Whey concentrate is the most common type of whey protein supplement. It has less protein per gram than the isolate or hydrolysed forms due to less processing.  

However, this also makes it a lower price point and still contains between 30-90% protein. It can still contain some carbs in the form of lactose (milk sugar), which may be a concern for those with lactose intolerance.  

Whey concentrate can take longer to digest than isolate or hydrolysed forms, giving your muscles a chance to absorb the protein over time.



Whey isolate is the next level of processing that refines the protein powder further. It contains upwards of 90% protein, and very little carbs or fat.  

Isolate contains little to no lactose making it more easily digestible. You may pay a higher price for the further level of refinement of this type of protein powder.



Hydrolysed whey protein takes the longer chains of peptides (protein) and breaks them into small chains of amino acids; the goal is to make this type of protein be absorbed more quickly and easily.  

The amino acids are still effective in muscle repair and growth but are often used to limit the potential for allergic reactions to milk (like in baby formulas).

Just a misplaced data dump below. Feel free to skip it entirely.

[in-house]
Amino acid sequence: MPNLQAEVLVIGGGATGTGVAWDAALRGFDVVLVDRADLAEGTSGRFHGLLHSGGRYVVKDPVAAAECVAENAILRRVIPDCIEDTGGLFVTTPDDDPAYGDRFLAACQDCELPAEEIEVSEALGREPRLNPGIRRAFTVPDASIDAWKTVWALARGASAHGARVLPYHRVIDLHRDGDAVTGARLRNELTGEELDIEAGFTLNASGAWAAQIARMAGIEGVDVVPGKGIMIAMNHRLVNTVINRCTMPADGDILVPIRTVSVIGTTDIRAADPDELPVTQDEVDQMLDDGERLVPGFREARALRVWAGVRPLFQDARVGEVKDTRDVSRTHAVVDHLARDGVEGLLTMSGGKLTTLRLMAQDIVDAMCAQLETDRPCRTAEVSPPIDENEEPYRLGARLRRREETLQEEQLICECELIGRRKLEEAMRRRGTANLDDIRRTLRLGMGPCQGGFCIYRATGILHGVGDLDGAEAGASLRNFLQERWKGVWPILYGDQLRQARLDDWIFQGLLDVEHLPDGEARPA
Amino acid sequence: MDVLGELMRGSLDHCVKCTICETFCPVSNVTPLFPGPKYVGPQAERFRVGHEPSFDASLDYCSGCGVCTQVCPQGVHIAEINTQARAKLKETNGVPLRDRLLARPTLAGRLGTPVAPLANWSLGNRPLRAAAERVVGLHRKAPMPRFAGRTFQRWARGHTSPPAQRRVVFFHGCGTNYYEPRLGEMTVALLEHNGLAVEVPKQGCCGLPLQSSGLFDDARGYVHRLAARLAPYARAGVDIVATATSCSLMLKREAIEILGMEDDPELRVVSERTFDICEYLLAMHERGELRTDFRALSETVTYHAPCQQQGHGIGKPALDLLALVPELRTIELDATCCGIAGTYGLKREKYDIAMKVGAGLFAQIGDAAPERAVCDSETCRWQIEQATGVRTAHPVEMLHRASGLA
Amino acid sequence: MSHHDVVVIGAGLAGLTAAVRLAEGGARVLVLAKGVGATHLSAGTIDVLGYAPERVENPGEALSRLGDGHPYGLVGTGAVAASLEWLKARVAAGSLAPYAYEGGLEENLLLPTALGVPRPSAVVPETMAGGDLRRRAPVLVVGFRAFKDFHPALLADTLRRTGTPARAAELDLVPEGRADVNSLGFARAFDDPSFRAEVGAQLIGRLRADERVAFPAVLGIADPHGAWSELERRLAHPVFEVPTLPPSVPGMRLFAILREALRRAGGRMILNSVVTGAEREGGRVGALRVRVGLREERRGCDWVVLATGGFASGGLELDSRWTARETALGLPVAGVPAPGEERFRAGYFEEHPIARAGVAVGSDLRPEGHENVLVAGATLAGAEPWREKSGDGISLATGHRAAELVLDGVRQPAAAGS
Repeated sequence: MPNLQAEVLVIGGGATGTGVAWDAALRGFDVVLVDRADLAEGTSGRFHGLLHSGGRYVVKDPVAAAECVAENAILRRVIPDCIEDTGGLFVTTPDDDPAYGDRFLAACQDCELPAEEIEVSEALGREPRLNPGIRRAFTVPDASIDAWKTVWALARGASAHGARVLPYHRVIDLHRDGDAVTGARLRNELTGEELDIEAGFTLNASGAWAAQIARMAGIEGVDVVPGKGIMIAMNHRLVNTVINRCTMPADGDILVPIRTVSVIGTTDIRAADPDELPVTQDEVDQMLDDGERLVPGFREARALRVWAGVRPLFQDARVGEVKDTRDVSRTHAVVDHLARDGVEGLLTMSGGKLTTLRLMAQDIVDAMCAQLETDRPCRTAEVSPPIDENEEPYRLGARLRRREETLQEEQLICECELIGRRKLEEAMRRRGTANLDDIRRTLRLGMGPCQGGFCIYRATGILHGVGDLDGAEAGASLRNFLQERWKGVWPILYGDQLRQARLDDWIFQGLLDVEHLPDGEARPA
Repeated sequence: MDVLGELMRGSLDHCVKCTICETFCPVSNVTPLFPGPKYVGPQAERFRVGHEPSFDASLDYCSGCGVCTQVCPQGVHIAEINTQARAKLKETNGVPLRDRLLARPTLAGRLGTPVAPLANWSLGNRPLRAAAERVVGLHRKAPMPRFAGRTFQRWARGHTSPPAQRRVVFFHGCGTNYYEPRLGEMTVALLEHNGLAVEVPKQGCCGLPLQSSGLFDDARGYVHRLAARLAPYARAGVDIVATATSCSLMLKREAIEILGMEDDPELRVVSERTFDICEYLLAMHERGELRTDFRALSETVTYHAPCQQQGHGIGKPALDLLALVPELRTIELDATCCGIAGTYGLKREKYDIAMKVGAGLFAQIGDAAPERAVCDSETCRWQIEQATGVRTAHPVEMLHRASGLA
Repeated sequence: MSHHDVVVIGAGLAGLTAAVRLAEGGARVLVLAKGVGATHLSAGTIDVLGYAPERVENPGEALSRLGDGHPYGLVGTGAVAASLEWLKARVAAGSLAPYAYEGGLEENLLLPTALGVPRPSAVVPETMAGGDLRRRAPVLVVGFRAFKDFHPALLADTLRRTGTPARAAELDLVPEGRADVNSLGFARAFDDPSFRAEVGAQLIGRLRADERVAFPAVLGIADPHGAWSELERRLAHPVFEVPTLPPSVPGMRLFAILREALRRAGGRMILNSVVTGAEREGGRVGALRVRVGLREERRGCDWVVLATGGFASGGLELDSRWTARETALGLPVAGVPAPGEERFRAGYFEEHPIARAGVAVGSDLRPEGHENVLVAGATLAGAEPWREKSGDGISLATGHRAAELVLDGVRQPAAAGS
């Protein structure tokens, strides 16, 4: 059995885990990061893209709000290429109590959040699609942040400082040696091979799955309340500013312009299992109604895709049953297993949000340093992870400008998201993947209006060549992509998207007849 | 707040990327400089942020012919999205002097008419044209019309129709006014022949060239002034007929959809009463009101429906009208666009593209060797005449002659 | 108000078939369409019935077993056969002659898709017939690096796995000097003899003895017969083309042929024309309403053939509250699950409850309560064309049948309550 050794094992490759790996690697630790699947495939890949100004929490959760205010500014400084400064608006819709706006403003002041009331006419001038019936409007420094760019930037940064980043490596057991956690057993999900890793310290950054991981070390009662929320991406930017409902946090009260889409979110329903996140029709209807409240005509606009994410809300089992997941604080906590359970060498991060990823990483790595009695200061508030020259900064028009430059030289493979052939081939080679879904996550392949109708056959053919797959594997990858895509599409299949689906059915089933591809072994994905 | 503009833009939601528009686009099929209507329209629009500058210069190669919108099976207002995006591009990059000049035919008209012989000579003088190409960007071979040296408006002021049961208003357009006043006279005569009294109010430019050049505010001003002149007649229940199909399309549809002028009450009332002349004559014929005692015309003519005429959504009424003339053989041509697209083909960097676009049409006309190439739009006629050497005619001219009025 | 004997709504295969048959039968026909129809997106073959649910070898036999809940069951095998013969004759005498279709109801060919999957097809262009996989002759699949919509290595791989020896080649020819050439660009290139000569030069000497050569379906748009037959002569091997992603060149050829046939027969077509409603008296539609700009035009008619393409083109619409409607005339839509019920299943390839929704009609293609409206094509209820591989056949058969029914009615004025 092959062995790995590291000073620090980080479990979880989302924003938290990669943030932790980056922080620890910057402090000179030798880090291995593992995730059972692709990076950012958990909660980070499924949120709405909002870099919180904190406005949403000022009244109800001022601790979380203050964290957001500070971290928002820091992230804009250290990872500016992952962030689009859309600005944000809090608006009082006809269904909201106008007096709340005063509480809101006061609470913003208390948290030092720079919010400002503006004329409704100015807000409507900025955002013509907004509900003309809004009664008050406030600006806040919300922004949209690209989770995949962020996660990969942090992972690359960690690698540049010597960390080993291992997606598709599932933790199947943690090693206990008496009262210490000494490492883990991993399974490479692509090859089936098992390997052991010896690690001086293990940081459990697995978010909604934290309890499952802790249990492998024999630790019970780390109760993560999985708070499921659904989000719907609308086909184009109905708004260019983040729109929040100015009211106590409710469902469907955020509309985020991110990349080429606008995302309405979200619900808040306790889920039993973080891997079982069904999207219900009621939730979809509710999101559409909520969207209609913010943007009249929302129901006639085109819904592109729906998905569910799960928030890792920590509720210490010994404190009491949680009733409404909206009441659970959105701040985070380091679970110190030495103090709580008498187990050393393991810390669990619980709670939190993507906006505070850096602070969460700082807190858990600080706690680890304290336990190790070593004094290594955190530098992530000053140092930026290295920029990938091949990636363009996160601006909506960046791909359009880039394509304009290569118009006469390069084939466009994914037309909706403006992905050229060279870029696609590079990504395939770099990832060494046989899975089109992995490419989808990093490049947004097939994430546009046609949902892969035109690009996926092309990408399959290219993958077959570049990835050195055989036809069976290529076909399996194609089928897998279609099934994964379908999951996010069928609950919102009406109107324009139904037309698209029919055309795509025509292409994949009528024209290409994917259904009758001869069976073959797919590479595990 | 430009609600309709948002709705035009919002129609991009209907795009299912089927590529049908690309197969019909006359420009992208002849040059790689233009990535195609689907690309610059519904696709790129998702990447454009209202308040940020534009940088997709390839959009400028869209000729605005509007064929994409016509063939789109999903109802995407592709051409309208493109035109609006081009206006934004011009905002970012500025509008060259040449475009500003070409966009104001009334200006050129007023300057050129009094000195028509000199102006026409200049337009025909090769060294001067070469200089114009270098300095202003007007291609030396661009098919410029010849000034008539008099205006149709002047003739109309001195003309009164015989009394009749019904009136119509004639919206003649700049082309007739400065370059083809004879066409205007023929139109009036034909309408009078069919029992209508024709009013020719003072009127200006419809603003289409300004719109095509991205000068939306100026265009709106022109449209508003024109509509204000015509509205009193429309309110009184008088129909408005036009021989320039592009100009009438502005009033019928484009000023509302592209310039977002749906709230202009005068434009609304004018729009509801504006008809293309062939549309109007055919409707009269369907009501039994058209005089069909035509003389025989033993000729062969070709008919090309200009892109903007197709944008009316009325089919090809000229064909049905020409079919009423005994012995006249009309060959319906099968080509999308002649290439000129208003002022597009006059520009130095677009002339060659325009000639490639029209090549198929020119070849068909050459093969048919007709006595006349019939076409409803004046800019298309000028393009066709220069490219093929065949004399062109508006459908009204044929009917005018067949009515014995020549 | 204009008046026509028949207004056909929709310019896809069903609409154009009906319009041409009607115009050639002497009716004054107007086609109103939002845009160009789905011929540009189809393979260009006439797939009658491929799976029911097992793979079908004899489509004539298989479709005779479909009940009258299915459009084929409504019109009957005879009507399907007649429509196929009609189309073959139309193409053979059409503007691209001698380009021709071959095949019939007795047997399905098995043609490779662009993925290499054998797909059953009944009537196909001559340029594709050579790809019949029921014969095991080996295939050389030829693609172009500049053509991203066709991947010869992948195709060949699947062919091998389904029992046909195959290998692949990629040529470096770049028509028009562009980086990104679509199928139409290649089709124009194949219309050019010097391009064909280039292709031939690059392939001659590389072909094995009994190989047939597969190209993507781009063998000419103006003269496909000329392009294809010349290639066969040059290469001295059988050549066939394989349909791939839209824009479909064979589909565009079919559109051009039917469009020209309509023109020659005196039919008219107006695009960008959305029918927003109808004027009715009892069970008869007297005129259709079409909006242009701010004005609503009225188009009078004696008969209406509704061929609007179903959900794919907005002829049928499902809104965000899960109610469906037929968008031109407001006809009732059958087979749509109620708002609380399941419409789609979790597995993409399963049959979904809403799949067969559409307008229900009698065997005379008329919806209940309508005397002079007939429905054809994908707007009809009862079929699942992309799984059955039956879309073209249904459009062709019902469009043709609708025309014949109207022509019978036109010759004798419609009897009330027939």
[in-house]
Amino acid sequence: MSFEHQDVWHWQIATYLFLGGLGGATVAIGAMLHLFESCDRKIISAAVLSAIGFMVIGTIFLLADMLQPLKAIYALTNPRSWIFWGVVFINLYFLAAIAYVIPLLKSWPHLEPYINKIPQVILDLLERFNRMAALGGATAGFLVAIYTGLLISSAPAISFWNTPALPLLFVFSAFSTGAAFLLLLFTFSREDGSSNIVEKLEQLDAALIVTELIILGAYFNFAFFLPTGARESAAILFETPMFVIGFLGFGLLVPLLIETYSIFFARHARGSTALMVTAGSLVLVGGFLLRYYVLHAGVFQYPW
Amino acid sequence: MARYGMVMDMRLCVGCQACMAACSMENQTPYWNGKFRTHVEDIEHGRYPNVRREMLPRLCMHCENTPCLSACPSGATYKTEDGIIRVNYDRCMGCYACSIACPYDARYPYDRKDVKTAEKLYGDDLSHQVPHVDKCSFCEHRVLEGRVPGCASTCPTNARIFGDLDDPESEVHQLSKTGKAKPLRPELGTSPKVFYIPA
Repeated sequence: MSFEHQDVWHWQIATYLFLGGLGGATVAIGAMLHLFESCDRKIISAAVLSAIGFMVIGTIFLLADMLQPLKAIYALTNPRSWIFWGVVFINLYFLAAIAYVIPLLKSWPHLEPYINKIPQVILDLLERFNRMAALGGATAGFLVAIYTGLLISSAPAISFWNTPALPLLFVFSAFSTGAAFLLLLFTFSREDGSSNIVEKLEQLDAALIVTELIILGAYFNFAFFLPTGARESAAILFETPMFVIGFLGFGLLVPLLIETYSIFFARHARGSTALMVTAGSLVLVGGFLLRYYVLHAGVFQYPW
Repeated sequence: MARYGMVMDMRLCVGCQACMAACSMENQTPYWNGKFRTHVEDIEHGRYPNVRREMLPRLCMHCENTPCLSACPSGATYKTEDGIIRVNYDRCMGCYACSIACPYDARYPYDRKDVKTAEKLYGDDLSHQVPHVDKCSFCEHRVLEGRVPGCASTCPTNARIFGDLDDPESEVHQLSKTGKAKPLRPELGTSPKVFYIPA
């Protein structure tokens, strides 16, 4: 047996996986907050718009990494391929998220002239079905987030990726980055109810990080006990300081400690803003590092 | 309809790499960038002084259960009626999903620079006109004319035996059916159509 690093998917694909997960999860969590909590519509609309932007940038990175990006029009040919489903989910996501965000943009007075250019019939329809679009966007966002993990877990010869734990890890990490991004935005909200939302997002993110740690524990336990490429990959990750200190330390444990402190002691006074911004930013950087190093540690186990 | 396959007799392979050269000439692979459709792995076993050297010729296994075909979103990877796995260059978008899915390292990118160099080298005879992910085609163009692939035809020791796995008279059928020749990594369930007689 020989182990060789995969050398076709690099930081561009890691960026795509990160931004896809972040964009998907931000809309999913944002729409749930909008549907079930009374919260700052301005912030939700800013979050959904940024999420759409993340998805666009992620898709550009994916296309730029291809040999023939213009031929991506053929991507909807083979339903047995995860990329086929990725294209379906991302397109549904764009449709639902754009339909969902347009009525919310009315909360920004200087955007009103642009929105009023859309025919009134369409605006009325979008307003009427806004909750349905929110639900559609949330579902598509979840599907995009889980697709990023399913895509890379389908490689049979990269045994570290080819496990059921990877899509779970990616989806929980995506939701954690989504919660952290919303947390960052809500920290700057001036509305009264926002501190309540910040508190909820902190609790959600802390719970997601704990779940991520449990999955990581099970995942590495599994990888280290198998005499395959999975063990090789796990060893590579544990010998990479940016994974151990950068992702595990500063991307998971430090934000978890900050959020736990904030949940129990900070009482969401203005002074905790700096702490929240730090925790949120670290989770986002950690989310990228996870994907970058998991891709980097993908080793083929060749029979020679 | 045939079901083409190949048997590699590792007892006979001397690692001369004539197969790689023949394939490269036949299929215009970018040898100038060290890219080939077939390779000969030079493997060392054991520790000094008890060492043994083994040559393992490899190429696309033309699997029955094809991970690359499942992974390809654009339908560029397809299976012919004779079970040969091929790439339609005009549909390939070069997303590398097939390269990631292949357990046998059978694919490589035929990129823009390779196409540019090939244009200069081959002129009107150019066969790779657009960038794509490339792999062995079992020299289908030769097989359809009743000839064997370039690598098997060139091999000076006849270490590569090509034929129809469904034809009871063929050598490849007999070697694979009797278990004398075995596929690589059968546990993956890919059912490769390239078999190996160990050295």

Hydrolysed whey contains between more than 75% protein content with little protein and fat.  


Protein Blends

Protein blends are exactly what’s said on the tin — a blend of different types of nutrients and protein. If you’re looking to get a little more than usual from your protein shake, then they’re often topped up with extra nutrients. Here’s some examples of ours to give you an idea.


Total Protein Blend 

Total Protein Blend contains all three forms of whey (to maximise both quick and slow absorption over time) as well as protein from casein (another milk protein that absorbs slowly) and egg whites.  

Consuming a blend of proteins offers you the best benefits of each while also providing varied amino acids to maximise muscle building. Total Protein Blend packs an impressive 24g of protein per serving.



THE Whey 

THE Whey is the ultimate combination of all three types of whey protein to provide great benefit to your muscles. The addition of MyZyme helps your body digest the protein into the smaller amino acid building blocks to maximise their benefits. It packs 25g of protein between the various sources of whey and comes in several flavours.